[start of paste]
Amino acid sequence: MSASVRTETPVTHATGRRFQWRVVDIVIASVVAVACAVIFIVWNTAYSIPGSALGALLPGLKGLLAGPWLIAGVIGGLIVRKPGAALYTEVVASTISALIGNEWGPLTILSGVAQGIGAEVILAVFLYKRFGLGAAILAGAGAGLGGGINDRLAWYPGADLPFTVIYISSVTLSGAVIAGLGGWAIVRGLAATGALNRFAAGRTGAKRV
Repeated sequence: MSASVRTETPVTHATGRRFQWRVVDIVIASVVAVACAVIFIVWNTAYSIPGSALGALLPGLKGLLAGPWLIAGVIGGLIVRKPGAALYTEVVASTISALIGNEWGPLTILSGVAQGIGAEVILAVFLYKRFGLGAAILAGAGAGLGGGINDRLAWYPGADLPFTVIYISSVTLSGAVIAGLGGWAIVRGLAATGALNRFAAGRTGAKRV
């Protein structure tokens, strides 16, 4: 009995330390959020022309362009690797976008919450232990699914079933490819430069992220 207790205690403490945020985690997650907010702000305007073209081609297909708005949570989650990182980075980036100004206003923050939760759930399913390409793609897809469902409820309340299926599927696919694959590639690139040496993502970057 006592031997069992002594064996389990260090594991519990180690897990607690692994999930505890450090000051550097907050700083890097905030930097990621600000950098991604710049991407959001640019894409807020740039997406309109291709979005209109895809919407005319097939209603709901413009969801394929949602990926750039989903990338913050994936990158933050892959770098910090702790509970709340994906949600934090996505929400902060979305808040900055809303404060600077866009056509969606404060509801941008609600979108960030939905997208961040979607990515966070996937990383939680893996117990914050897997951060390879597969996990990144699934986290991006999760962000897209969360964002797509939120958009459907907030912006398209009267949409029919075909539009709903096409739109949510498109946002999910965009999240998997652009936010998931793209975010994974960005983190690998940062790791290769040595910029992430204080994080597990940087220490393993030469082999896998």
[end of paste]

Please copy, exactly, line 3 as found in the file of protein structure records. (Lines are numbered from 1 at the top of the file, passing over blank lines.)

């Protein structure tokens, strides 16, 4: 009995330390959020022309362009690797976008919450232990699914079933490819430069992220 207790205690403490945020985690997650907010702000305007073209081609297909708005949570989650990182980075980036100004206003923050939760759930399913390409793609897809469902409820309340299926599927696919694959590639690139040496993502970057 006592031997069992002594064996389990260090594991519990180690897990607690692994999930505890450090000051550097907050700083890097905030930097990621600000950098991604710049991407959001640019894409807020740039997406309109291709979005209109895809919407005319097939209603709901413009969801394929949602990926750039989903990338913050994936990158933050892959770098910090702790509970709340994906949600934090996505929400902060979305808040900055809303404060600077866009056509969606404060509801941008609600979108960030939905997208961040979607990515966070996937990383939680893996117990914050897997951060390879597969996990990144699934986290991006999760962000897209969360964002797509939120958009459907907030912006398209009267949409029919075909539009709903096409739109949510498109946002999910965009999240998997652009936010998931793209975010994974960005983190690998940062790791290769040595910029992430204080994080597990940087220490393993030469082999896998």